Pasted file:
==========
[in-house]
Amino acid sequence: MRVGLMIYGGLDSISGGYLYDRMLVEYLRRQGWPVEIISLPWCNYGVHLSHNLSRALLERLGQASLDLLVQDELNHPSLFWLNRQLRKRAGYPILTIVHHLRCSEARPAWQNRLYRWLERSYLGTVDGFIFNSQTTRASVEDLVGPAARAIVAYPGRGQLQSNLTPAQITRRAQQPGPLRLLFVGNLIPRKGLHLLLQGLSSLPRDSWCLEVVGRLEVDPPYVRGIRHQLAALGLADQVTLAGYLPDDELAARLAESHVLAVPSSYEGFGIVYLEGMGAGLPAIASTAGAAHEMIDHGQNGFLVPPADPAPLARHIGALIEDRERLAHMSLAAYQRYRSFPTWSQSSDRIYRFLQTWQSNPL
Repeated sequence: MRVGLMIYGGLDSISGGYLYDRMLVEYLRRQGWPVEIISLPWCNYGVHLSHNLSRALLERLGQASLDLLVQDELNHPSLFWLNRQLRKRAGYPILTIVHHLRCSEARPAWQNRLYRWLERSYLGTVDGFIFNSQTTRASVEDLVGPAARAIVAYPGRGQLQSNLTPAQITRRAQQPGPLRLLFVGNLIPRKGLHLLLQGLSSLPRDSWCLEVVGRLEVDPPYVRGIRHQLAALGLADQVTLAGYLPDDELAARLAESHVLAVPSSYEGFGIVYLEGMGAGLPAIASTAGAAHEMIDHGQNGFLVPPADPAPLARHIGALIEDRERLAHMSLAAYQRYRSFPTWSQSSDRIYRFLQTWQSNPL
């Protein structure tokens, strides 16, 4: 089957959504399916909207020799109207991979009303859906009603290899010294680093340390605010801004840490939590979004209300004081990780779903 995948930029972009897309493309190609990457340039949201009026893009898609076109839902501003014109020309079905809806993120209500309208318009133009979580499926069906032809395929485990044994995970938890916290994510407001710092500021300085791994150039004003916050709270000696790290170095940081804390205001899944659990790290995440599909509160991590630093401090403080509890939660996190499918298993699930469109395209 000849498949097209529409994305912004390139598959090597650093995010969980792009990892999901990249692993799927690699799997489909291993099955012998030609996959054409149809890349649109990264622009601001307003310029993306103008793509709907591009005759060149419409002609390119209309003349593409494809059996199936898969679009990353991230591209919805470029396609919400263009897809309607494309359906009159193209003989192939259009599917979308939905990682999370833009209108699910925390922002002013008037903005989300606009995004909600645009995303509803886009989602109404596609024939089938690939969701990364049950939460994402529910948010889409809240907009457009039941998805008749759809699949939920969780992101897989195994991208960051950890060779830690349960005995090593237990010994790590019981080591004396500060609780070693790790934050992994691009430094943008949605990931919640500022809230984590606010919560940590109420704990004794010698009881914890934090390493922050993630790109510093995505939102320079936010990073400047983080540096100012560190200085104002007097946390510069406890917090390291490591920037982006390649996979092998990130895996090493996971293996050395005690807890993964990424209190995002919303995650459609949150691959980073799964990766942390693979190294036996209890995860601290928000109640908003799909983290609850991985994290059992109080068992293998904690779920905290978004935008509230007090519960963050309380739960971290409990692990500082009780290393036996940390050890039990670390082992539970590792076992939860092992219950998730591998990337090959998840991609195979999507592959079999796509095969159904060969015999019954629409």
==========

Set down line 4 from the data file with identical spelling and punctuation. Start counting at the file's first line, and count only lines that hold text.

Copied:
């Protein structure tokens, strides 16, 4: 089957959504399916909207020799109207991979009303859906009603290899010294680093340390605010801004840490939590979004209300004081990780779903 995948930029972009897309493309190609990457340039949201009026893009898609076109839902501003014109020309079905809806993120209500309208318009133009979580499926069906032809395929485990044994995970938890916290994510407001710092500021300085791994150039004003916050709270000696790290170095940081804390205001899944659990790290995440599909509160991590630093401090403080509890939660996190499918298993699930469109395209 000849498949097209529409994305912004390139598959090597650093995010969980792009990892999901990249692993799927690699799997489909291993099955012998030609996959054409149809890349649109990264622009601001307003310029993306103008793509709907591009005759060149419409002609390119209309003349593409494809059996199936898969679009990353991230591209919805470029396609919400263009897809309607494309359906009159193209003989192939259009599917979308939905990682999370833009209108699910925390922002002013008037903005989300606009995004909600645009995303509803886009989602109404596609024939089938690939969701990364049950939460994402529910948010889409809240907009457009039941998805008749759809699949939920969780992101897989195994991208960051950890060779830690349960005995090593237990010994790590019981080591004396500060609780070693790790934050992994691009430094943008949605990931919640500022809230984590606010919560940590109420704990004794010698009881914890934090390493922050993630790109510093995505939102320079936010990073400047983080540096100012560190200085104002007097946390510069406890917090390291490591920037982006390649996979092998990130895996090493996971293996050395005690807890993964990424209190995002919303995650459609949150691959980073799964990766942390693979190294036996209890995860601290928000109640908003799909983290609850991985994290059992109080068992293998904690779920905290978004935008509230007090519960963050309380739960971290409990692990500082009780290393036996940390050890039990670390082992539970590792076992939860092992219950998730591998990337090959998840991609195979999507592959079999796509095969159904060969015999019954629409």